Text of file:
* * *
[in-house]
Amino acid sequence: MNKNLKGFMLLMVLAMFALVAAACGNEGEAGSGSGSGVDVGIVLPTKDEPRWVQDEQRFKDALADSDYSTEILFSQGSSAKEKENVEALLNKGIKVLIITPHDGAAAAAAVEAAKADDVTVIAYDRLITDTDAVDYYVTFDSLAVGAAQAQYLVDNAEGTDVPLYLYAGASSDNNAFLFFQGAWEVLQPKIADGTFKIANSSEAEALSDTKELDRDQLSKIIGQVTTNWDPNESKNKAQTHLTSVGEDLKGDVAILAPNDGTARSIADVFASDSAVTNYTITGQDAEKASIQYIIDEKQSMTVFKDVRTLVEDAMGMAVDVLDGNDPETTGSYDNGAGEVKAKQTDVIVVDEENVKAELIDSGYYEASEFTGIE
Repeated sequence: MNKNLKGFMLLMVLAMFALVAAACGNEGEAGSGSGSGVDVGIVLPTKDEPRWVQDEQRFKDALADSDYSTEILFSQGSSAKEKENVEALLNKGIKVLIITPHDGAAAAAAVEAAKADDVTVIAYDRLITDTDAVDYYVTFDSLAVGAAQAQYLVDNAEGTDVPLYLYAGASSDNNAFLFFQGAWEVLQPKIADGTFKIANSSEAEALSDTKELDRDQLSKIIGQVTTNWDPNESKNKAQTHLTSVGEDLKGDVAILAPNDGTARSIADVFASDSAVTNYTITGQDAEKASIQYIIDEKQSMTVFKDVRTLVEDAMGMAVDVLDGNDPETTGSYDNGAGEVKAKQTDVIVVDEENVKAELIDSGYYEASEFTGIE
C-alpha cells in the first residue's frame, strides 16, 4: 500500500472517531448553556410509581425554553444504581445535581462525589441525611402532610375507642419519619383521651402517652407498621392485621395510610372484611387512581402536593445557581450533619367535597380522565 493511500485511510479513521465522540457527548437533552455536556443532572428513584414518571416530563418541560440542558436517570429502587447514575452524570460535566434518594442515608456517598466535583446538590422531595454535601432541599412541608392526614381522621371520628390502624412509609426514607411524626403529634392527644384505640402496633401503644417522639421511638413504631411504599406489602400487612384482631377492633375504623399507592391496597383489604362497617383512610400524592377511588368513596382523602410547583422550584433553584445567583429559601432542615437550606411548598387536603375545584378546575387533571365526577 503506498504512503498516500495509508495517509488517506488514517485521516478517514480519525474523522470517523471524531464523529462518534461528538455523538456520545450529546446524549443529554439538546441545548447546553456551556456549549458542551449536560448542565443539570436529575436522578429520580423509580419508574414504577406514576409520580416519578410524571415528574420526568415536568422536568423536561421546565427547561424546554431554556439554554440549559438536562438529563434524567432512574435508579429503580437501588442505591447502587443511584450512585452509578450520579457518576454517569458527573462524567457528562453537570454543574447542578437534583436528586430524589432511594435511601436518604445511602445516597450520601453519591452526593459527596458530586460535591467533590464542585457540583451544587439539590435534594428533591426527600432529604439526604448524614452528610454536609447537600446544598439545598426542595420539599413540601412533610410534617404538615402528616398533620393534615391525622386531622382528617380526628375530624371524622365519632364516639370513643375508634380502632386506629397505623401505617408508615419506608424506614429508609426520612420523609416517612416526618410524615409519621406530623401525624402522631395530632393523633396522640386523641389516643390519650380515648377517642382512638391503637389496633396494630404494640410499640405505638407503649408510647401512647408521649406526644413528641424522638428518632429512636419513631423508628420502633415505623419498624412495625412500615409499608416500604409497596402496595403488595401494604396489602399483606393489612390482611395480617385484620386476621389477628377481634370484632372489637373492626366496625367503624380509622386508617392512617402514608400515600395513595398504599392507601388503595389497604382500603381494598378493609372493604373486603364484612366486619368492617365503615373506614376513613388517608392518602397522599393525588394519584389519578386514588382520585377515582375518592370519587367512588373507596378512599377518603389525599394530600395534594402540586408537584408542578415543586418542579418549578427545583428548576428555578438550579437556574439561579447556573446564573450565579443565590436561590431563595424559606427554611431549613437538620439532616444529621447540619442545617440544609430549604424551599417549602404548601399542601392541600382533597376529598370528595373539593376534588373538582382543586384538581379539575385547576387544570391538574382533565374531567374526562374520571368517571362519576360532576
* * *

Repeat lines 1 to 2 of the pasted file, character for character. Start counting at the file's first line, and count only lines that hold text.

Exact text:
[in-house]
Amino acid sequence: MNKNLKGFMLLMVLAMFALVAAACGNEGEAGSGSGSGVDVGIVLPTKDEPRWVQDEQRFKDALADSDYSTEILFSQGSSAKEKENVEALLNKGIKVLIITPHDGAAAAAAVEAAKADDVTVIAYDRLITDTDAVDYYVTFDSLAVGAAQAQYLVDNAEGTDVPLYLYAGASSDNNAFLFFQGAWEVLQPKIADGTFKIANSSEAEALSDTKELDRDQLSKIIGQVTTNWDPNESKNKAQTHLTSVGEDLKGDVAILAPNDGTARSIADVFASDSAVTNYTITGQDAEKASIQYIIDEKQSMTVFKDVRTLVEDAMGMAVDVLDGNDPETTGSYDNGAGEVKAKQTDVIVVDEENVKAELIDSGYYEASEFTGIE